The Eureka Skydeck, Melbourne
In many ways, the Eureka Skydeck is your classic observation tower experience – ace views of the city and surrounds from all angles. But it ramps things up considerably with The Edge, a giant glass box that protrudes from the side, almost 300m up. And yes, it’s glass all the way round, including the floor. Look straight down if you dare, and prepare to gulp. See eurekaskydeck.com.au
The CN Tower Edgewalk, Toronto
Canada’s tallest tower ramps up the whole observation deck terror thing considerably by taking you outside, protected from falling by a harness, clip and rope combo. What’s more, the Edgewalk staff are somewhat masochistic, goading guests into putting feet half way over the edge or lean forward doing Superman poses. It’s a non-trivial 356 metres down, too… See edgewalkcntower.ca
The Skyjump, Auckland
Auckland’s Skytower also does the get outside at a ridiculous height thing, but it’s only 192 metres up. However, Auckland trumps Toronto here by letting the truly intrepid jump off the edge. The Skyjump is essentially base jumping, albeit controlled by a thin wire that stops you splatting into the concrete at the bottom. See skywalk.co.nz
The Mérida Cable Car, Venezuela
Reopening in 2016 after several years of being closed, this mammoth Venezuelan cable car connects the city of Merida to the 4,756 metre tall Espejo Peak. In doing so, it travels 12.5km – the second-longest cable car journey on earth. But it’s how far up it goes that makes it more than a little terrifying – it’s currently the highest cable car on the planet, and it climbs more than 3,000 metres.
The Nevis, New Zealand
Perhaps worse than dangling over a gorge in a tiny cable car is knowing that, very soon, you’re going to have to jump out of it. At 134 metres, the Nevis bungy jump in New Zealand is no longer the world’s highest – that honour goes to the Macau Tower – but the sheer visceral horror of the remote, dangling location ramps up the fear factor by several degrees. See bungy.co.nz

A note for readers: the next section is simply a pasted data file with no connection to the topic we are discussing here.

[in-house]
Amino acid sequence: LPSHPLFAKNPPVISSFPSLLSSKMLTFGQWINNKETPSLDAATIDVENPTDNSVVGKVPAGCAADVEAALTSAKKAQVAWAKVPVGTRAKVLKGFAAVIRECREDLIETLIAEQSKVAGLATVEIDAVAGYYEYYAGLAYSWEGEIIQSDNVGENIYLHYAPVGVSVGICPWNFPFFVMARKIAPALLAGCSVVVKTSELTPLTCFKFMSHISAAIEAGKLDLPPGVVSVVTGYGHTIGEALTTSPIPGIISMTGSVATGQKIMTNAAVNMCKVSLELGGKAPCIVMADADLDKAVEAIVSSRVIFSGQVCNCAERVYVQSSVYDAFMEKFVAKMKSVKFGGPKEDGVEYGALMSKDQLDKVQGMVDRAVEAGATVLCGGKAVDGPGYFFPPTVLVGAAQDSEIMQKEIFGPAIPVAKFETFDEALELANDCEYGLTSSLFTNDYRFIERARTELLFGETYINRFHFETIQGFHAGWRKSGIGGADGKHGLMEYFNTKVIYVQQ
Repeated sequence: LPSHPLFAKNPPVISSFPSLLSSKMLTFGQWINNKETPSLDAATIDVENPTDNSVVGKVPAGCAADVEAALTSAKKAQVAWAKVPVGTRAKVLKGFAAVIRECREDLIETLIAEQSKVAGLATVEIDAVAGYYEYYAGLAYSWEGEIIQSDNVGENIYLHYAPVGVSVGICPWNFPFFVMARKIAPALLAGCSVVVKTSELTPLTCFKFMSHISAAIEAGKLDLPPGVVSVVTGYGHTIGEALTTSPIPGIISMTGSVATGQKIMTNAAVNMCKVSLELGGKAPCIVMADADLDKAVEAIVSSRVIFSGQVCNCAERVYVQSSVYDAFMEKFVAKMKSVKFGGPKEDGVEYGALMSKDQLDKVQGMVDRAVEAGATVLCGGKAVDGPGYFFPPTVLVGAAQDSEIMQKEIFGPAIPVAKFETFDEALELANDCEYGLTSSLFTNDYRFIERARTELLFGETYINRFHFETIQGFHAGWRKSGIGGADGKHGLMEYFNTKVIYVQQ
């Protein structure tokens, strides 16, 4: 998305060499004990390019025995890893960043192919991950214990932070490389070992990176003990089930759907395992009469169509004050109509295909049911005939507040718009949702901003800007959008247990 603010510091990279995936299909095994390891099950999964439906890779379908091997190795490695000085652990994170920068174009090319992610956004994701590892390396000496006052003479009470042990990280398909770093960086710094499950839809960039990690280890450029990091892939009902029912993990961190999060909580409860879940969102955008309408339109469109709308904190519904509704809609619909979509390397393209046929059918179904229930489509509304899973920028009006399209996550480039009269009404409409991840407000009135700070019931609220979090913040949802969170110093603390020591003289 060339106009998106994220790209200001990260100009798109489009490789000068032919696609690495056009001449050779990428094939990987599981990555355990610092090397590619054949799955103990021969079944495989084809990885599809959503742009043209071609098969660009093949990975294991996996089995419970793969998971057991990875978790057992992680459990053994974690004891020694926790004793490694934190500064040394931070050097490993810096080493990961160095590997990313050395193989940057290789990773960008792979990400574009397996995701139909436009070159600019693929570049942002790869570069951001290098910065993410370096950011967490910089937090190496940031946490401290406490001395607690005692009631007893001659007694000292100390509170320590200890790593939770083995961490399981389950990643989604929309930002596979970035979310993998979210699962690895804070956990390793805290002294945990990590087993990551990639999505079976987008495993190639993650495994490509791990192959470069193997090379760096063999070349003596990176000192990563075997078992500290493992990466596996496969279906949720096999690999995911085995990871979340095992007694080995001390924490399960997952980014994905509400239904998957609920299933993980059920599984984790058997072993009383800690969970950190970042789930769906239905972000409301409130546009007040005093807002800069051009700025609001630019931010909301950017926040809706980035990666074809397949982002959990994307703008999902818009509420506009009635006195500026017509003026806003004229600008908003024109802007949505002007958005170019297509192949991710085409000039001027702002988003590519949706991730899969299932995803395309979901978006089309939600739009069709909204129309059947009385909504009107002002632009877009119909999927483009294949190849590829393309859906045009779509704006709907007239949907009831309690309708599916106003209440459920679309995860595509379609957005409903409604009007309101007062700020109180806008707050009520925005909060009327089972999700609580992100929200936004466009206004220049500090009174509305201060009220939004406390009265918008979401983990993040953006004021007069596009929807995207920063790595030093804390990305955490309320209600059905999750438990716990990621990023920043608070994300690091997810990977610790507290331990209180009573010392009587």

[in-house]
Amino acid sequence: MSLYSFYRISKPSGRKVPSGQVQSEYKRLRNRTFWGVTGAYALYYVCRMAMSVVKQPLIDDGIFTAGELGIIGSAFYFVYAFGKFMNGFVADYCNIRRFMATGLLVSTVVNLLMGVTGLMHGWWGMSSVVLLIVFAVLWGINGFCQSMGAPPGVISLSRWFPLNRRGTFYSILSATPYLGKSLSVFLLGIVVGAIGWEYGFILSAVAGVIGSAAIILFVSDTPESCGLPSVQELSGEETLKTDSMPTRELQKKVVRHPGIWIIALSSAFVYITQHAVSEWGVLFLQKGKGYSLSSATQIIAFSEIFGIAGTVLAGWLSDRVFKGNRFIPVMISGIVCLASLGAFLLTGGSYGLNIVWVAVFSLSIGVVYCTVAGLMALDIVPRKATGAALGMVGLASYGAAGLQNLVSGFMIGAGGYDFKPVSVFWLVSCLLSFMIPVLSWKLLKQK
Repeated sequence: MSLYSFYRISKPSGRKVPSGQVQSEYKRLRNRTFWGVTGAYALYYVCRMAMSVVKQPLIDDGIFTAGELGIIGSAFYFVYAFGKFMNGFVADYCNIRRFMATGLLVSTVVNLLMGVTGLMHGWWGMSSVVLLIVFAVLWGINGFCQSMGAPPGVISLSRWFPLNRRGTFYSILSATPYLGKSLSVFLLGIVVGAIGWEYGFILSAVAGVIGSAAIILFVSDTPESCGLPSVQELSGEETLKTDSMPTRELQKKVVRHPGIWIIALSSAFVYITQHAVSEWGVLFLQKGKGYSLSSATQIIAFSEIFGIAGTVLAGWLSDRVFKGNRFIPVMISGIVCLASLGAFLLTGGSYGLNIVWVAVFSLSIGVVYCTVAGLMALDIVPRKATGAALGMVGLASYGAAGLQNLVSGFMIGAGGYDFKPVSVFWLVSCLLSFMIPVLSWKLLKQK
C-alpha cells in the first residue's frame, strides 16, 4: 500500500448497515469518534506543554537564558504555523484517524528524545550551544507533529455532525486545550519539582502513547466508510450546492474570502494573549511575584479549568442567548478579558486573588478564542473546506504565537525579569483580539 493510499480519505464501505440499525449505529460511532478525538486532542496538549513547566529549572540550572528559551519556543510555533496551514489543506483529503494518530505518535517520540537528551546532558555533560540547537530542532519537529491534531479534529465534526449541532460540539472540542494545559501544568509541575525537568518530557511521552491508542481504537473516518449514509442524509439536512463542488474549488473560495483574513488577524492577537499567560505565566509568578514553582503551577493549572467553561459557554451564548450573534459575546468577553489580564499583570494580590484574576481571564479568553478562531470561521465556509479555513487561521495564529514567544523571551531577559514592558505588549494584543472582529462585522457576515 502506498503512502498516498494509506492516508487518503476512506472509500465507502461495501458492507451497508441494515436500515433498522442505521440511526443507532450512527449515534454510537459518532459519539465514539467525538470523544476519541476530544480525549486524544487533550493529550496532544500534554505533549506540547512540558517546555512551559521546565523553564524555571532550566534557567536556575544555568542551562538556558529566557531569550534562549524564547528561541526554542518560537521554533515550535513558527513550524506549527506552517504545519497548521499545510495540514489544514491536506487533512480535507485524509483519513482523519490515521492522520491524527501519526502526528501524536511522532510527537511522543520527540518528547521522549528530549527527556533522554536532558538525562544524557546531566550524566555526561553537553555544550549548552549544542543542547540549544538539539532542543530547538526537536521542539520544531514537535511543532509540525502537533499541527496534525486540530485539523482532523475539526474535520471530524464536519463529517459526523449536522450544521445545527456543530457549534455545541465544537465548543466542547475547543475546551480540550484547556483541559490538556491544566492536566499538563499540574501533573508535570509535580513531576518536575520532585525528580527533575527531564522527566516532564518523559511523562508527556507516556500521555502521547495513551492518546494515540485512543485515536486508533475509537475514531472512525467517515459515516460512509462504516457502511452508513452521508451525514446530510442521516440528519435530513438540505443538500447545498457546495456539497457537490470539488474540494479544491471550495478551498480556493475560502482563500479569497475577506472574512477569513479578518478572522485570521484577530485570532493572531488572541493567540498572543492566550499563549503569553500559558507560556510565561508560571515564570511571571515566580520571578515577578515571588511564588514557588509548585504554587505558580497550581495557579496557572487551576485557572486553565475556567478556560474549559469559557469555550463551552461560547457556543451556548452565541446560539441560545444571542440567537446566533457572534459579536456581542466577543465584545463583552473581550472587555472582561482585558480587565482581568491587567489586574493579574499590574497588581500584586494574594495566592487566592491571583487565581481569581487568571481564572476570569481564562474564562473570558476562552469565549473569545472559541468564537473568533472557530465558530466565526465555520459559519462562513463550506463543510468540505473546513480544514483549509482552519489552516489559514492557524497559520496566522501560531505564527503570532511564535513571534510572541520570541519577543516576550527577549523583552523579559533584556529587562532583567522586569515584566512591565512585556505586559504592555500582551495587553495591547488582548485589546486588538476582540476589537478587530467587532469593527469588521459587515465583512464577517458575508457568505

The Sydney Harbour Bridge, Sydney
The BridgeClimb can be filed under the category of “not nearly as bad as you think it’s going to be”, largely because remarkably little time on the grand walk to the top of the Sydney Harbour Bridge is spent looking directly down. Therefore, once 134m up on top of the Coathanger, the sensation tends to be wonder, staring out at the 360 degree panorama, rather than trepidation at falling all that way down into the drink. See bridgeclimb.com
The Langkawi SkyBridge, Malaysia
Other bridges manage to be much scarier without having to resort to harnesses and clipping systems. At the top of the Machinchang mountain, and supported seemingly magically by a single 82m pylon, the Langkawi SkyBridge curves around the summit, suspended in thin air, with a sheer drop of about 100 metres below. See panoramalangkawi.com/skybridge
Step Into The Void, France
If the cable car up the Mont Blanc massif to Aiguille du Midi at 3,777 metres isn’t quite enough, Step Into The Void at 3,842 metres should do the trick. It’s another class box, but this time jutting off the edge of a mountain, rather than a tower. It’s around 1,000 metres directly down, surrounded by some of the highest mountains and most spectacular glaciers in Europe. See Chamonix.net
The Coiling Dragon Cliff Skywalk, China
One step up from a box on the side of a mountain is a glass-bottomed walkway wrapped around the side of a mountain, seemingly held up by voodoo. That’s what you get at Tianmen Mountain, in the north of China’s Hunan province. Around 1.6km long, and 1,400 metres up, it’s a brutal test of nerve.
The Pemberton Climbing Trees, Western Australia
There’s a difference between standing at a height and having to climb up there. And that’s why the three climbing trees near Pemberton in south-west WA are arguably the scariest experience of all. The only way up the Gloucester Tree, Diamond Tree and Bicentennial Tree is via a series of spiralling metal pegs around the side. There’s no protection, and they’re between 51 metres and 75 metres tall. Every step is a nerve-shredder.